Research: Bringing Back Flowering Plants & Pollinators

The Boulder County Parks & Open Space Department offers grants for research on county open space lands each year. All proposals are reviewed by a team of resource specialists, and awarded research projects are monitored during their activities on open space.

The following is a summary of a 2018 study conducted by Dr. Arathi Seshadri and Janet Hardin at Colorado State University. Their project focused on bringing back flowering plants and pollinators through effective control of invasive winter annual grasses with Esplanade® herbicide.

Executive Summary

Invasive species pose one of the largest threats to the biodiversity native to a region, including impacting important pollinator species. Currently the state of Colorado’s list of noxious species includes 105 species, 9 of which are grasses. Cheatgrass, or downy brome, is one of the most problematic exotic grass species in the American West, and the most widespread of the Colorado listed species, occurring in every county in the state. Control of invasive grasses has largely depended on grazing, prescribed burning, or use of herbicides such as imazapic, glyphosate and rimsulfuron. However, control is challenged by the dependence of livestock on forage grass species and the nonselective nature of many herbicides. Indaziflam (Esplanade®), an herbicide recently approved for use in controlling invasive annual grasses on rangelands and open spaces, shows promise to eliminate or limit spread of those invasive grasses. As invasive species are controlled and eventually eliminated, it is expected that the areas previously occupied by the invasive species will be amenable for growth of flowering forbs and in turn support pollinators that depend on these flora.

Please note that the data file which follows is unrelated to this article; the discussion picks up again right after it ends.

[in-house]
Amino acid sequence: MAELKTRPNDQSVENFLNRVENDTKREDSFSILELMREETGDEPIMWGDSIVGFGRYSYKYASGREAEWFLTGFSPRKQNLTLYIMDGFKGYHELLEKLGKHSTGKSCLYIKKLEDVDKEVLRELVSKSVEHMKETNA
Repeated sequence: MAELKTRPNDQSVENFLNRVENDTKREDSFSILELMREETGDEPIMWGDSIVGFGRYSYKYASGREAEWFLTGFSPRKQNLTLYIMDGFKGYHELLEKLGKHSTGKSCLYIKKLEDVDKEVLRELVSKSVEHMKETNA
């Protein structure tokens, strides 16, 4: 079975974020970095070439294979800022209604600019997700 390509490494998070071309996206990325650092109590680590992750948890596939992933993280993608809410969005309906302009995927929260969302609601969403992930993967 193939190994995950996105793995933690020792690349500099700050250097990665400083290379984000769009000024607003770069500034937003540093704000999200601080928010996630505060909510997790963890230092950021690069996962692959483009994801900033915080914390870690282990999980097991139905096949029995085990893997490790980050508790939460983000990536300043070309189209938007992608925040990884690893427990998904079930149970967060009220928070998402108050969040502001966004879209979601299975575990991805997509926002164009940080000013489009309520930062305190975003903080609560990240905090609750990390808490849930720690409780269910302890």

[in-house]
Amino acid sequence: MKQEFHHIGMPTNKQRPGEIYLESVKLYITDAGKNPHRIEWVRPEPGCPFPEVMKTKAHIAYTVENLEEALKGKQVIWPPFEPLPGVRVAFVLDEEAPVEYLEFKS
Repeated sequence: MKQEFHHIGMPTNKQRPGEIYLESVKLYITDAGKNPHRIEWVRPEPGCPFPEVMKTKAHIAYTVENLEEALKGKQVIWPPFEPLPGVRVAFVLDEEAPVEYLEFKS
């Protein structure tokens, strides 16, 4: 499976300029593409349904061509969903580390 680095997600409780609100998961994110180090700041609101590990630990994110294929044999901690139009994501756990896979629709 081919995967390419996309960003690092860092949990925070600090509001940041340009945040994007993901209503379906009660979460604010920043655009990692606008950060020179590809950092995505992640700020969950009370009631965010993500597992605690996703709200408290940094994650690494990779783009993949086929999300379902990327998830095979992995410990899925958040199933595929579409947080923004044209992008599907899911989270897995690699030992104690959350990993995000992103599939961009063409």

To test this, we conducted surveys to observe and record pollinator visitation, flowering forb richness and diversity at 3 sets of paired plots in Boulder County. A preliminary study in 2017 demonstrated an increase in forb cover in plots treated with indaziflam, as well as a greater number of insects visiting flowers in treated plots vs. flowers in control plots. The current study was extended to cover more of the flowering season and expanded to include timed observations on flowering plants that were not on the standard transects. One plot in each pair had been treated with indaziflam while the other served as an untreated control. Timed observations were conducted along transects covering the entire plot. Our results in the 2018 study concurred with the results in the preliminary 2017 study. Interestingly, while they did occur in the plots, bees and butterflies were not recorded as frequently during the timed observations as were visitors from other insect orders, notably hemipterans. In order to obtain a good idea of the pollinator diversity in the area, it would be necessary to conduct destructive sampling using blue vane traps or net sampling.

Our study aimed to minimize removal and killing of insects and hence we relied on visual observations of pollinators at flowers which was restricted to the periods of observations during the study. Many of the forbs reported in our study are dependent on pollinators for successful reproduction. Further study of seed and fruit production of the native flora in the plots will provide conclusive evidence for the activity of pollinators. Improved fruit and seed production in native flora imply better reseeding potential and increased success of restoration in these reclaimed areas. Application of Esplanade® could thus pave the way to restore native biodiversity. The results of our study demonstrate some of the positive impacts of Esplanade® on the restoration of flowering plants. These analyses of floral resources will help describe the benefits of Esplanade® application in supporting and sustaining pollinator diversity in Boulder County.

Full Report


Photo by Jennifer Strickland, U.S. Fish and Wildlife Service.